Synology DS207+: Getting NAS Into Your Home

Configuration and Operating Cost

NAS devices differ in more than just their usability. Another important aspect to consider is the number of hard drives you can add to your appliance of choice. This is especially crucial if you want to run your hard drives in a RAID configuration. Of course, NAS devices with two hard drives can only support RAID modes 0 and 1.

Which RAID Modes Do Home Users Need ?

In a RAID 1 configuration, the data from one hard drive is mirrored onto the other in real time, so it won’t be an issue of information loss should one of the hard drives die, as long as you replace it in a timely fashion. In RAID 0 mode, both physical hard drives are combined into one logical hard drive with data split up and distributed over the hard drives. The advantage of this is that read and write processes can be executed more quickly, but if either hard drive dies, all of your data is lost.

If You Want It Done Right, Do It Yourself

The DS207+ is available empty, without hard drives

The DS207+ from Synology supports two hard drives, which can be operated in the aforementioned RAID 0 and 1 modes. But as opposed to the previously-introduced Maxtor Shared Storage II, the customer has to perform the configuration manually before the device is ready to use.

The DS207+ goes by the BYOD (bring your own drives) principle, costing about $329 without its own disks installed. This can be an advantage if you have unused hard drives laying around and you want to keep using them in a NAS device. But even if not, high-capacity storage is uber cheap right now, so you can add a pair of terabyte disks for right around $200 more. The maximum hard drive capacity that the DS207+ can handle is 2 TB, naturally.

Power Consumption

In times of rising energy prices, operating cost becomes an important criterion. The amount of power that the DS207+ uses is low in comparison to full-size file servers: 33 watts during operation and 28 watts in idle mode. In sleep mode, with the hard drives turned off entirely, power consumption drops to just 11 watts.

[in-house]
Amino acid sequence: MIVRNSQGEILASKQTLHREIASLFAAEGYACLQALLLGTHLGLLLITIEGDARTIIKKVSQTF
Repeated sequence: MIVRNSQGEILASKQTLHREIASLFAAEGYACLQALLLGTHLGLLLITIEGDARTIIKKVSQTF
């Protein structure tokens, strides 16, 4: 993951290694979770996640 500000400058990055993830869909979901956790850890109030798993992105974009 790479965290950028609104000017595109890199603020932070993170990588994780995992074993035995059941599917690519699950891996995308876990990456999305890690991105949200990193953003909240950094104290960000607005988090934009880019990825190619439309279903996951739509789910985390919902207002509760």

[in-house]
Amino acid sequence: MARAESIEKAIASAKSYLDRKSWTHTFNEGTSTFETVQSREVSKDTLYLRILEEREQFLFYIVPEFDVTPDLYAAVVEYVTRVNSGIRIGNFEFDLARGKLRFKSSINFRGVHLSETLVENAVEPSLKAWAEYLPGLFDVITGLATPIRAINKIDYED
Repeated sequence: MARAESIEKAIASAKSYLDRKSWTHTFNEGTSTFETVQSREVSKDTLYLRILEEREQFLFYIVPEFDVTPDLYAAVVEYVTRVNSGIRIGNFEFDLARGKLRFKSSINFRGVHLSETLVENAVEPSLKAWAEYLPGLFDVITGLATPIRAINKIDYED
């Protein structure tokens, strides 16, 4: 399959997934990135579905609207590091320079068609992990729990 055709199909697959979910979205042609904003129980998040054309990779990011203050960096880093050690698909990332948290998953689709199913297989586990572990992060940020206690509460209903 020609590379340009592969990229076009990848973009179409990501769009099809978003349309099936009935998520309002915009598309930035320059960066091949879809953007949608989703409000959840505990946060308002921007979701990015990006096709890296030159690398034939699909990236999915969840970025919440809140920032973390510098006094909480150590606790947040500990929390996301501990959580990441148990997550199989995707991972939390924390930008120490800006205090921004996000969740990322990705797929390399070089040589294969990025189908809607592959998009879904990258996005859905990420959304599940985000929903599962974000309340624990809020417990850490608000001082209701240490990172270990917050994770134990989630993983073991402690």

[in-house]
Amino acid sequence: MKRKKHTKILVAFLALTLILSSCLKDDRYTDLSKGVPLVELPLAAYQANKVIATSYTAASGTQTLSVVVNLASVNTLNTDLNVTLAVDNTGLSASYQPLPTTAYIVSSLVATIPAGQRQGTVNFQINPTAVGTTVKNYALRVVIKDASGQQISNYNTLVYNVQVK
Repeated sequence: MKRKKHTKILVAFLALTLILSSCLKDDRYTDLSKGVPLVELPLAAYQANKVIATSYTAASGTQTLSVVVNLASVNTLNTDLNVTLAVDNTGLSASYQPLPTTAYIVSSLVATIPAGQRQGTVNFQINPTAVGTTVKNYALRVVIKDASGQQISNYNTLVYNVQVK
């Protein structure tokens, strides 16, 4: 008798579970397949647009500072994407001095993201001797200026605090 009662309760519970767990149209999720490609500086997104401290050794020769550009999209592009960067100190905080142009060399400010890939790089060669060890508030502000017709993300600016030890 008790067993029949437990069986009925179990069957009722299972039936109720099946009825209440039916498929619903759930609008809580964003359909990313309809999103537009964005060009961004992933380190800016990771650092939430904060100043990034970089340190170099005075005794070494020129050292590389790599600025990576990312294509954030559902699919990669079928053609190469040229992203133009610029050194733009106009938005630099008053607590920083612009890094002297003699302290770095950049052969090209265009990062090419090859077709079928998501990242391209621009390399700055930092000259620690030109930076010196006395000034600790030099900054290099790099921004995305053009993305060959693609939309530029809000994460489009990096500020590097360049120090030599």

Running the DS207+ 365 days a year, 24 hours a day (and assuming an average power consumption of 20 watts), the operating cost adds up to just under $45 for the entire year.

Marcel Binder
  • It should be noted that Synology currently has an issue with their HD hibernation function and that it has not been solved for a long time
    Synology has to iron out this issue soon or stop advertising their NAS's as having HD hibernation!
  • slomo4sho
    To be honest, I don't see any benefits of a NAS device over a budget HTPC build supporting multiple hard drives in raid 0 configuration with dual LAN.

    This is the third NAS write-up with a months time frame. How about a write-up of direct comparison between these NAS devices and a budget built HTPC configuration?
  • This thing is over $300 withOUT HDDs! Why would I pay that much when a MiniPC goes $250? This thing is a box with a chipset. Let me know when the price is sub $100.
  • aapocketz
    I agree with previous sentiments about the value of this at $300. You can go out and buy something like uATX or ITX board and a small case for similar money. There are drop in linux distros that will act as NAS boxes and provide web interfaces, rolling your own isn't that hard. Or pay a bit more and get something like the HP mediasmart home server for only $100 more. Lots more configurability.

    However I purchased a Maxtor Shared Storage II single drive unit for about 100 a couple years back (with built in 320GB, awesome deal). I like the simplistic nature of it, low power use, flawless drive standby, and it runs a USB print server reliably so I can print from any computer. I didn't want RAID since I "rsync" the data over the network for redundancy when my main computer is on (good thing too, I had to have the hard drive replaced under warranty). I didn't need gigE though I may look to move to it at some point.